Last residents move out of Our Lady of Angels in Joliet

Future use of property to be determined but ‘it won’t be a retirement home’

Our Lady of Angels Retirement Home in Joliet has not had any cases of COVID-19. Administrator Judy Hoffman said OLA has taken extra steps to ensure the safety of residents and staff.

The last of the residents at Our Lady of Angels Retirement Home has moved out, marking the end of the Joliet nursing home that opened in 1962.

The departure of the last resident on Saturday means OLA closed a little more than a month ahead of the Feb. 28 target date.

More than 90 residents were at the facility in October when the Joliet-based Sisters of St. Francis of Mary Immaculate announced that it would close.

“The last resident moved out this past Saturday,” said Sister Jeanne Bessette, president of the order also known as the Joliet Franciscans. “The last of our sisters moved out two days before that.”

More than 14 days ago, Our Lady of Angels in Joliet had one employee test positive for the virus that causes COVID-19.

OLA since its inception also served as a nursing home for aging nuns and priests.

Market changes in recent years made it impossible to continue, according to Bessette, who has said OLA lost $2.5 million in the last fiscal year and would have closed sooner if not for federal COVID-relief funding.

Most of the residents were able to move into other nursing homes in Will and Grundy counties, she said.

Area nursing homes were invited into the facility in the last weeks for informational meetings with residents and their families to help them find new places to live, Bessette said. There also were recruitment meetings for staff, she said.

“Nobody was left hanging dry with no options,” Bessette said. “We did try to help people find either their next job or their next place of employment.”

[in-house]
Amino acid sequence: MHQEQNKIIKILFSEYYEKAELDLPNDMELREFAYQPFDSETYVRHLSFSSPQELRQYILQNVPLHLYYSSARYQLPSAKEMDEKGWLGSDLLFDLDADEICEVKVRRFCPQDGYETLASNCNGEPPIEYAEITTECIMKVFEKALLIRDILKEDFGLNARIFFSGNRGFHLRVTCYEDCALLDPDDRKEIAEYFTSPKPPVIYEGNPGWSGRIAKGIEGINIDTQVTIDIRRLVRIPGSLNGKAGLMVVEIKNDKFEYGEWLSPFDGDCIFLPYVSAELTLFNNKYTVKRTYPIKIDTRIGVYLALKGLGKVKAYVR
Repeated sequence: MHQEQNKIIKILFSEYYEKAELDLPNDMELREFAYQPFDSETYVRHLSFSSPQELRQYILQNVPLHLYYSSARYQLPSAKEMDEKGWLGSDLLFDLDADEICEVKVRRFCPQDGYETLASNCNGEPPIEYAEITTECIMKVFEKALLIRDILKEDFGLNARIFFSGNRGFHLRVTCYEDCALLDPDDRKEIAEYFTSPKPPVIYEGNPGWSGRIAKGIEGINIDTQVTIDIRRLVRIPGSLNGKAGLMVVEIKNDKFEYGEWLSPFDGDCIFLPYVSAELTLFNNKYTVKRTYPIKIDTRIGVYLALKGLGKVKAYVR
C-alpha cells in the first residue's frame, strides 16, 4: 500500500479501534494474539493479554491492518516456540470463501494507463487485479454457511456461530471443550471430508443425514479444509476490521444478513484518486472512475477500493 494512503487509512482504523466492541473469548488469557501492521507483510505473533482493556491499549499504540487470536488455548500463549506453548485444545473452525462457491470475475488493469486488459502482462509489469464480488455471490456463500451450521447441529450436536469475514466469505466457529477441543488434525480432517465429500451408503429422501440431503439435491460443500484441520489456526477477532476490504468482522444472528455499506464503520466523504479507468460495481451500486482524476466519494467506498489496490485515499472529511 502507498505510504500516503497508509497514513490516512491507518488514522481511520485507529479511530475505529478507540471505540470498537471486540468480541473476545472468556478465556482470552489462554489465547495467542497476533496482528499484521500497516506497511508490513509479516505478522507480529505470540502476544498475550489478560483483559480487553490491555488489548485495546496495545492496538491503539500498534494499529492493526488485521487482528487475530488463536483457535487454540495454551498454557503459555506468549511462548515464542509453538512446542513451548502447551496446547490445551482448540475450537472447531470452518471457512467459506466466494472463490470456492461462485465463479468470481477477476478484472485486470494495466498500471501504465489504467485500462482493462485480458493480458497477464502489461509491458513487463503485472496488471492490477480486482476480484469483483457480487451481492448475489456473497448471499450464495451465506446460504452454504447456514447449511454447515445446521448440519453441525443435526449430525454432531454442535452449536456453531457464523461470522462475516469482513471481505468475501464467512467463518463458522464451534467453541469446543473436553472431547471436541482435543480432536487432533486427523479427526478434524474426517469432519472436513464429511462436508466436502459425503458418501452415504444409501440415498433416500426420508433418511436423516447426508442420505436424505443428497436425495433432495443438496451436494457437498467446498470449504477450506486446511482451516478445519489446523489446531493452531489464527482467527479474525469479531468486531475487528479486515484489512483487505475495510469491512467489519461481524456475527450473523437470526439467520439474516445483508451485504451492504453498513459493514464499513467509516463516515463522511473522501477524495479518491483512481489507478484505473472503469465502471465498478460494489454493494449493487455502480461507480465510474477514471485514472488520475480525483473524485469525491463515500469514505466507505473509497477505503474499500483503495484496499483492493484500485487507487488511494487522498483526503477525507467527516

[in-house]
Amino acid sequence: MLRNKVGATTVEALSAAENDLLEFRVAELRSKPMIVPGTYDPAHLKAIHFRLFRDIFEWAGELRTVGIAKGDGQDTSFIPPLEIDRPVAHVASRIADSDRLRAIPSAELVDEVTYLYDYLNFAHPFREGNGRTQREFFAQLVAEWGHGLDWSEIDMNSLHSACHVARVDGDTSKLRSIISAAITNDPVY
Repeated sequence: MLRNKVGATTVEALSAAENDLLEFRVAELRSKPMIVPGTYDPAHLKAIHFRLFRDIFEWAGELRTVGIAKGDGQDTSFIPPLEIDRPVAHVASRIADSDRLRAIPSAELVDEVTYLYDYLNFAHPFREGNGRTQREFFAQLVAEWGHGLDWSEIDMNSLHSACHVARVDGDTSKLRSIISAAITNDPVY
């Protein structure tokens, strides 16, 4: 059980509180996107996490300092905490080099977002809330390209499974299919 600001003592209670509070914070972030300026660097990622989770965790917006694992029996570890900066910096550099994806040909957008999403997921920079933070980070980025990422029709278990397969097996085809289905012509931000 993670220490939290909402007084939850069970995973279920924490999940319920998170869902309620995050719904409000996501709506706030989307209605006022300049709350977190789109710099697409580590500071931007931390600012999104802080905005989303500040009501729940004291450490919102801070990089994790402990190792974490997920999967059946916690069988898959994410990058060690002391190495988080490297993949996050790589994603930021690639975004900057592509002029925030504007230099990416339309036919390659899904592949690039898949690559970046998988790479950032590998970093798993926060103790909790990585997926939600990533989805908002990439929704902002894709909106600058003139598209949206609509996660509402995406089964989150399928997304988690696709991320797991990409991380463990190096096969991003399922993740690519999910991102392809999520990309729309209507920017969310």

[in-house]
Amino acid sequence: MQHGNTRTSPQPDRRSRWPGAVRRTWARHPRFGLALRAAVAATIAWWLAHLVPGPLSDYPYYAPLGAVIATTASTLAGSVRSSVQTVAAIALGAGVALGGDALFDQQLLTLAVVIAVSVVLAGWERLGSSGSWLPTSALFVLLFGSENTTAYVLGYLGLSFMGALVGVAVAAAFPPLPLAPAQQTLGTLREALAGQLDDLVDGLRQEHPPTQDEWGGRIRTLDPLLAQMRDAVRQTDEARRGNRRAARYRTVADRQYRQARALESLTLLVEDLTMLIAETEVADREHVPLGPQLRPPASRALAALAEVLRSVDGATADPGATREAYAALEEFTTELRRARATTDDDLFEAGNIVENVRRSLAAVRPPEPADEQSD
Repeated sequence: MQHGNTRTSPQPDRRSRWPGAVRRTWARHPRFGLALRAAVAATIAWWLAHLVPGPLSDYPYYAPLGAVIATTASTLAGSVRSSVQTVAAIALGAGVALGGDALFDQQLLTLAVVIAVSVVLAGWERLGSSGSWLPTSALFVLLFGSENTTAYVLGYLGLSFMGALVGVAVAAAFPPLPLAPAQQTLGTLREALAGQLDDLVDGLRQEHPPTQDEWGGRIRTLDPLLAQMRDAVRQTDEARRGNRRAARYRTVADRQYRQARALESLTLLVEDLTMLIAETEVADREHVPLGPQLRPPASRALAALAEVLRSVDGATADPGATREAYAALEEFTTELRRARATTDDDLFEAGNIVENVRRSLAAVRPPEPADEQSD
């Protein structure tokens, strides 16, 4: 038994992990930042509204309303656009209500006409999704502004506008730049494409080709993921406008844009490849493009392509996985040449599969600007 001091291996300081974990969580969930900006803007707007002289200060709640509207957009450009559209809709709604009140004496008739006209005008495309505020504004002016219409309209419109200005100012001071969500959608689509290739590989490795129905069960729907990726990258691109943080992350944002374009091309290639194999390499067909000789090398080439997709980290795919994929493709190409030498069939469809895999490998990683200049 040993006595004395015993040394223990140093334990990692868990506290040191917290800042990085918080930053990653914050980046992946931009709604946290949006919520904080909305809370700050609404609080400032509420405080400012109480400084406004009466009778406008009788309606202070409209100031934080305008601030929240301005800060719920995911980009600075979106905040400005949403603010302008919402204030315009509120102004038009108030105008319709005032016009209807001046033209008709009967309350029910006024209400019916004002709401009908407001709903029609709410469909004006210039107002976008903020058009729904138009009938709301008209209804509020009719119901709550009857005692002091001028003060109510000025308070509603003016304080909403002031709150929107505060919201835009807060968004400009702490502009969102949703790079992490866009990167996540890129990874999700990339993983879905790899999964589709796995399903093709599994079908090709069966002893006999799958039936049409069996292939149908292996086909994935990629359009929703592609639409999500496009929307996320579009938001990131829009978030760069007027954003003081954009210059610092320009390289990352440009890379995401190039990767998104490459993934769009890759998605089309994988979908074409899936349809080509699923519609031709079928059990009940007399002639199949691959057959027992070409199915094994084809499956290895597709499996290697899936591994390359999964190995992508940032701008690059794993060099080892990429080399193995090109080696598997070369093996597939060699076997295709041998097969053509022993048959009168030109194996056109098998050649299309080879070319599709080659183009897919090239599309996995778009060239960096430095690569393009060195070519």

The Illinois Nurses Association, which organized more than 70 employees at OLA into a union in August, just weeks before news of the pending closure began to emerge, often was critical of treatment of workers in the last weeks at OLA.

Almost 10 people showed up for a rally held on Monday, Dec. 19, 2022, to keep Our Lady of Angels Retirement Home open. The facility is scheduled for closure on Feb. 28, 2023.

The INA has two pending unfair labor practice complaints against the nursing home, said union representative John Fitzgerald. One contends that workers were forced to take unused vacation time to shorten their employment in the last days on the job, and another accuses the nursing home of retaliating against a union activist by reducing the worker’s hours.

The last day of work for nurses and other union employees also was Saturday.

“Our members are completely laid off,” Fitzgerald said. “They were reducing residents and census over the last few weeks. We were doing tiered layoffs.”

There is a skeleton management staff, taking care of the books and other matters that need to be handled as final bills are paid and the building is maintained, Bessette said.

The future of the building at 1201 Wyoming Ave. is “not fully determined yet,” she said, but it will involve new ownership.

“It won’t be a retirement home, believe me,” Bessette said. “If it could have still operated as a retirement home, we’d still be operating it.”.